Petya, the Ransomware Worm
Petya, the Ransomware Worm
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As zu’s resident IT Specialist, I’ve had my share of queries about how the latest ransomware worm, “Petya”, might affect us and our clients. Here’s a summary of how we reacted, and how we are affected.
zu and all of our hosted websites are safe and secure from this threat.
A little more detail
The “Petya” ransomware worm takes advantage of a vulnerability in older Windows computers that allows a computer to be taken over. The attacker can do this through a phishing email, or by sending a specially created signal to the computer if it’s running a build-in program called “SMB1”. This is an older file sharing protocol that is used to mount drives between computers. It targeted mostly older computers, as they were less likely to have a fix available. In the case of some very old versions of windows, they didn’t have a fix available until after the worm had been released.
In our case, when we became aware of the threat, we made sure that our people were informed of what was going on, explained to our clients how they and zu were affected, and double-checked our potentially vulnerable computers.
What makes us safe?
zu is secure for a couple of reasons. First, we run very few Windows computers. We do have an older Windows server, and a handful of Virtual Machines, but the server isn’t running SMB1, and the VMs are updated every week. Second, we have a corporate firewall that prevents attacks from the Internet. We’ve almost certainly been probed from the outside, but since our firewall won’t respond to the probes, it will appear as if there’s nothing there at all.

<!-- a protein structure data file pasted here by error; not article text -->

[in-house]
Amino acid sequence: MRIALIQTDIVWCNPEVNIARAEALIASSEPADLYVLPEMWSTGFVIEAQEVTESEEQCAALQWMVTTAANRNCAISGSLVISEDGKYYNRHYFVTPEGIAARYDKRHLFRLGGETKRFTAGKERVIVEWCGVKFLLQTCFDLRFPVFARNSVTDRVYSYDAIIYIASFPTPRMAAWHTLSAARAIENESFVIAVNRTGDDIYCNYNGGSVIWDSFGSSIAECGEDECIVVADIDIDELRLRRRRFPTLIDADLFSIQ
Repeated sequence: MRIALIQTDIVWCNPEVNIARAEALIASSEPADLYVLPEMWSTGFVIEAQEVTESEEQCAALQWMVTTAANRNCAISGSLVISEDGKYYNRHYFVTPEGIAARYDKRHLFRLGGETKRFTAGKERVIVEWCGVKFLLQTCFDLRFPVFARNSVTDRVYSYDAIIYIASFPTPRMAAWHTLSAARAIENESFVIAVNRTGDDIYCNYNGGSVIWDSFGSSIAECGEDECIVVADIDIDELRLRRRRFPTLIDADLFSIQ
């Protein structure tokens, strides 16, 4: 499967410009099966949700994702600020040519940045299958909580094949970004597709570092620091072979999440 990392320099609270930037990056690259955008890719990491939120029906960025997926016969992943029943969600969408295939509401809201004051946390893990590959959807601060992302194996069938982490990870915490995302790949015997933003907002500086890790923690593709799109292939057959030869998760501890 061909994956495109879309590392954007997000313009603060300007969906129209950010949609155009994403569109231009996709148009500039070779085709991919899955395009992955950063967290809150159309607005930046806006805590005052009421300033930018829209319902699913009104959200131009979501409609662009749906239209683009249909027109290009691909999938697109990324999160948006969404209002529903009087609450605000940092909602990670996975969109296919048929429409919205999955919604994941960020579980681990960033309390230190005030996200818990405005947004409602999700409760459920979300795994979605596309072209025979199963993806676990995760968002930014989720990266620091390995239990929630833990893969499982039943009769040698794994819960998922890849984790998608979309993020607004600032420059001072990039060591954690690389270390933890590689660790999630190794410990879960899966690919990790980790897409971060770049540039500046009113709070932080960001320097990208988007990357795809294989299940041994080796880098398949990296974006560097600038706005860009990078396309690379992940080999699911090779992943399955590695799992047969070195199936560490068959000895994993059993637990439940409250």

We also strive to make sure that we stay secure against other attacks or vulnerabilities. We make sure that our computers apply security patches regularly. We encourage people to be cautious when opening links and attachments, and to be critical of suspicious looking emails. Most importantly, we encourage open and honest communication – it’s important that people not be afraid of getting in trouble if something DOES slip through. They need to know that reporting an accidentally-clicked link or phishing scam will get them help quickly.
What about our clients?
Our hosted websites are also secure. We run all of our servers with CentOS Linux, not Windows, and as such they cannot serve the vulnerable SMB1. They are also protected by firewalls on the server and web host level. We don’t share files with potentially vulnerable computers. We update our servers regularly to stay on top of security issues.
What about you?
If all of this sounds familiar to you, it ought to. The “WannaCry” / “WannaCrypt” worm that disrupted business and government throughout the world in May uses the the same attack vector. If you’ve kept Microsoft Windows and Office up to date, then you’re safe from this one. If you haven’t installed the patches that you need, you should immediately. If you can’t, then you’ll need to make sure that SMB1 is disabled on your computer.
Ransomware and phishing scams are very common. They’re designed to be easy to fall for. It’s not a matter of IF something will slip through the defenses, but when. We can minimize the risk by keeping our computers up to date, by implementing common security measures like firewalls, by training people to be cautious, and most importantly, fostering open communication between IT and our coworkers and clients.